copyrightable APIs? (was RE: namespace protection compatible wit

Rod Dixon rodd at
Fri Apr 20 18:34:38 UTC 2001

I doubt whether we will resolve the copyrightability question. I think the
better view is that an API is not copyrightable subject matter. I also
think that viewing an API as such better serves the purposes of copyright
law. Even so, I agree that the more important question is if you assume
that an API *IS* copyrightable, what next? The answer is that programmers
have an implied license to copy. Of course, that does not mean a
programmer ought to be able to copy an entire API for a given programming
environment, but it does mean that most copies of an API function or
routine do not exceed the implied license. (BTW, not to add to any
confusion, but my use of the term copy is in the strict copyright sense
that applies to software).


On Fri, 20 Apr 2001, Chloe Hoffman wrote:

> In my view, an API is as much a collection of facts as your original
> message, as Stephen King's latest novel, etc. I think in most cases an
> API involves creative expression or at least some selection, arrangement
> or coordination of function names, parameter type(s) and return type(s)
> (of course I am not talking about the simple abstract concept of an API;
> I am talking about a set of developed APIs). Surely if an API is just one
> function then you have a de minimis problem. But let's take the Java API.
> Taking U.S. law as an example, I would think that after you take whatever
> material (functions, return types, parameter types, parameter names,
> etc.) that is not copyrightable (by virtue of, for example, the merger
> doctrine(the idea and expression merged into one and there is no other
> way of expressing it), the scenes a faire doctrine (only so many ways of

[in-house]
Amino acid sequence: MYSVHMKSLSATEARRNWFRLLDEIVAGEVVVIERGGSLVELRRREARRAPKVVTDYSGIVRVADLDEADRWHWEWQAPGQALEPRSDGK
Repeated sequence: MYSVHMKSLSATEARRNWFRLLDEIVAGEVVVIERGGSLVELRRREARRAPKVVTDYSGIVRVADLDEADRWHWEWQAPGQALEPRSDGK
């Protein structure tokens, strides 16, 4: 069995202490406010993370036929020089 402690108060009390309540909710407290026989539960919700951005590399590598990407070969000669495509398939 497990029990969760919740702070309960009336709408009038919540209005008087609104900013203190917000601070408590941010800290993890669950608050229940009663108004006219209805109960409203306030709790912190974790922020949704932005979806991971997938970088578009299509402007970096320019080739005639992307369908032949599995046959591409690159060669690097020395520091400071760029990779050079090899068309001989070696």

> expressing the idea) and being in the public domain) there would be a
> great deal of material left over that involved creative expression or at
> least serious selection, coordination, or arrangement. For copyright to
> attach only minimal originality is needed. I can't see the argument
> flying that the Java API is like a purely alphabetical white pages.
> I think the real question is not whether an API is copyrightable but how
> an API is infringed and what is a derivative work of an API.
> >From: "Forrest J Cavalier III"
> >Reply-To: forrest at
> >To:
> >CC: forrest at
> >Subject: copyrightable APIs? (was RE: namespace protection compatible
> wit
> >Date: Fri, 20 Apr 2001 07:50:06 -0400
> >
> >How can you copyright an API? Isn't it simply a
> >collection of facts?
> >
> >Perhaps you could copyright the formal parameter
> >names, and certainly the documentation in a header
> >file.
> >
> >But the facts of
> > function name,
> > return type(s)
> > parameter type(s)
> >are just facts. There is no creative expression involved.
> >
> >Forrest J. Cavalier III, Mib Software Voice 570-992-8824
> > has over 30,000 links to
> >source, libraries, functions, applications, and documentation.
> ________________________________________________________________________________
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